Bonded Labour and Minorities in Pakistan

Bonded labour is a modern form of slavery. A person is enslaved as a bonded labourer due to debt bondage when his or her labour is acquired as a way of paying certain loan. Quite often bonded labourers are subjected to physical and sexual violence. They live under various forms of surveillance (at times through armed guards). The ILO Supplementary Convention on the Abolition of Slavery, the Slave Trade and Institutions and Practices Similar to Slavery (1956) defines debt bondage as:
“the status or condition arising from a pledge by a debtor of his personal services or those of a person under his control as security for a debt, if the value of those services as reasonably assessed is not applied towards the liquidation of the debt or the length and nature of those services are not respectively limited and defined” (ILO, 1956:1).
In South Asia, especially in Pakistan, bonded labour is widespread in agriculture, brick kiln, home base textiles, domestic work, practices as beggars (beggar is a traditional form of forced labour and some are forced to do so because of poverty), carpet industries, mining, human trafficking and tanning. According to the Constitution of Pakistan, debt bondage is prohibited by the Bonded Labour System (Abolition) Act 1992. Pakistan has also ratified ILO Convention 29 on bonded labour. A 2018 Global Slavery Index showed that 3,186,000 (about 3.2 million) Pakistani’s were recorded as bonded labourers. Pakistan ranks in the 8th position of the global slavery index.
Many of the bonded labour occupations are hazardous or unsafe. The bonded labourers are often exposed to unhygienic circumstances due to which they could suffer a lot of diseases. Mine labours, factory labours and brick kiln labour cause air pollution, which makes that labourers breath in the bad atmosphere and are more likely to suffer from critical lung diseases and many other health issues. Also, brick kiln and agricultural labour have a heavy physical nature and can cause permanent disability or even death. Furthermore, in all bonded labour forms, verbal and physical abuse is common. Additional to sexual harassment and abuse for women. All these occupational hazards in bonded labour leads to a very heavy burden of disease.
Bonded labour affects Pakistan’s minorities more severely. These socially excluded groups, migrants and religious minorities experience a double burden; by being subjected to bonded labour and as being a minority. This combination makes a person vulnerable for exploitation on many fronts. In addition, discrimination, social and political exclusion make the problem of bonded labour even more complex. Especially, Christians, Hindus and some other small religious groups in Pakistan are working in bonded labour. Also, people who are already depressed and are not able to stand against their “owners” are more vulnerable to bonded labour.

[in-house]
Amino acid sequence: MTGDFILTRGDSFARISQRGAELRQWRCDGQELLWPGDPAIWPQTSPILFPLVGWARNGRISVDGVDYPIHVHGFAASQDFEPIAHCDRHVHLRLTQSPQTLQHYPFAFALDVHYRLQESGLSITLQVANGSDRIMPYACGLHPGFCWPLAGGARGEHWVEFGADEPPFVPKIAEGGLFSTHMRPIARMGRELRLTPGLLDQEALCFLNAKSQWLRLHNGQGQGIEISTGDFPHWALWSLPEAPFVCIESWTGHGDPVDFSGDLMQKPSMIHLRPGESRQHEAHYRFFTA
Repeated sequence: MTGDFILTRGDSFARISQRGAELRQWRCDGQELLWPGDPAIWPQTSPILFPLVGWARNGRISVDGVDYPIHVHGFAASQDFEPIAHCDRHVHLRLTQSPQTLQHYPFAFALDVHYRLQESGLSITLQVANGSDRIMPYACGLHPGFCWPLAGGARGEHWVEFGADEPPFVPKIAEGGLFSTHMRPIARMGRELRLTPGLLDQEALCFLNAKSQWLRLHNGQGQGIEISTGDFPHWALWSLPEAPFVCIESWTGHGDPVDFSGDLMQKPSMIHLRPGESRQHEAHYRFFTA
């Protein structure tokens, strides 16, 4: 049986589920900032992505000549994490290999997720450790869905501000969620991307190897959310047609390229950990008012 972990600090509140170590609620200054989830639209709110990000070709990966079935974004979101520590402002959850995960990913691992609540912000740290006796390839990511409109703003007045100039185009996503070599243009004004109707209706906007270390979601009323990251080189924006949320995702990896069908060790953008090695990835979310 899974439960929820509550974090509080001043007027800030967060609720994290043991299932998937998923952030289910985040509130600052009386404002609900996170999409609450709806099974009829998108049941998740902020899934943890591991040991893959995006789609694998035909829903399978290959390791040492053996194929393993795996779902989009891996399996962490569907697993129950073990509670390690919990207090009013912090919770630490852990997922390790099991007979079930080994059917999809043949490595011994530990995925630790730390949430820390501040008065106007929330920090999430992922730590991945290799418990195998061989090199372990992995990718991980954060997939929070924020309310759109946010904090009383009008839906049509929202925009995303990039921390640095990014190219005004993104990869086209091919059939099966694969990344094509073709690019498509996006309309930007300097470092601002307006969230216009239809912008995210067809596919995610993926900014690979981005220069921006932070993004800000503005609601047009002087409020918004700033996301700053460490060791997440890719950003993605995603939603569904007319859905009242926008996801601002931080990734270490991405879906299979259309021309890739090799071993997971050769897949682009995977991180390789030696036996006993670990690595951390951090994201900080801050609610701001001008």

The common pattern used to bond labours are by providing loans on higher rates of interest to these vulnerable groups. In return they have to work for the person from whom they have received the loan on an unconditional basis. Because the workers receive a very low income,they will never able to return back that amounts as loans they got. Sometimes, the loans also include control over workers’ life-choices including marriage or education.So, the workers get trapped in a cycle of unreplaceable debt and forced labour. They have no choice than to keep working in the hazardous occupations, are not allowed to leave and get treated badly if they resist to work or perform poorly. Even currently, withthe instruction of law enforcement departments to stay at homes due to risk of infection of Covid-19 (Corona Virus), these bonded labours are still not allowed to go to their homes because most of their work still continues on their “owners” orders. When these bonded labourers ask about their rights from the persons who have given them loans, they demand their loan back.
The Government of Pakistan claims they are doing efforts to stop bonded labour in their country. By adopting some legislations in the past, they have tried to make a change. The Bonded Labour System (Abolition) Act 1992 was established to eliminate the slavery and forced labours. The governments have been claiming that bonded labour was eliminated by means of this law, but on the ground, the implementation was lacking. So, practically nothing has changed in the lives of the minorities working in bonded labour.
Thus, it is crucial to help the Pakistani minorities subjected to bonded labour. They can be helped in various ways; by paying their bondage money, providing them human development skills, vocational training and by starting a business for them and their families. Children of these labours can and should be given education. To improve health status, medical assistance and a balanced diet is needed.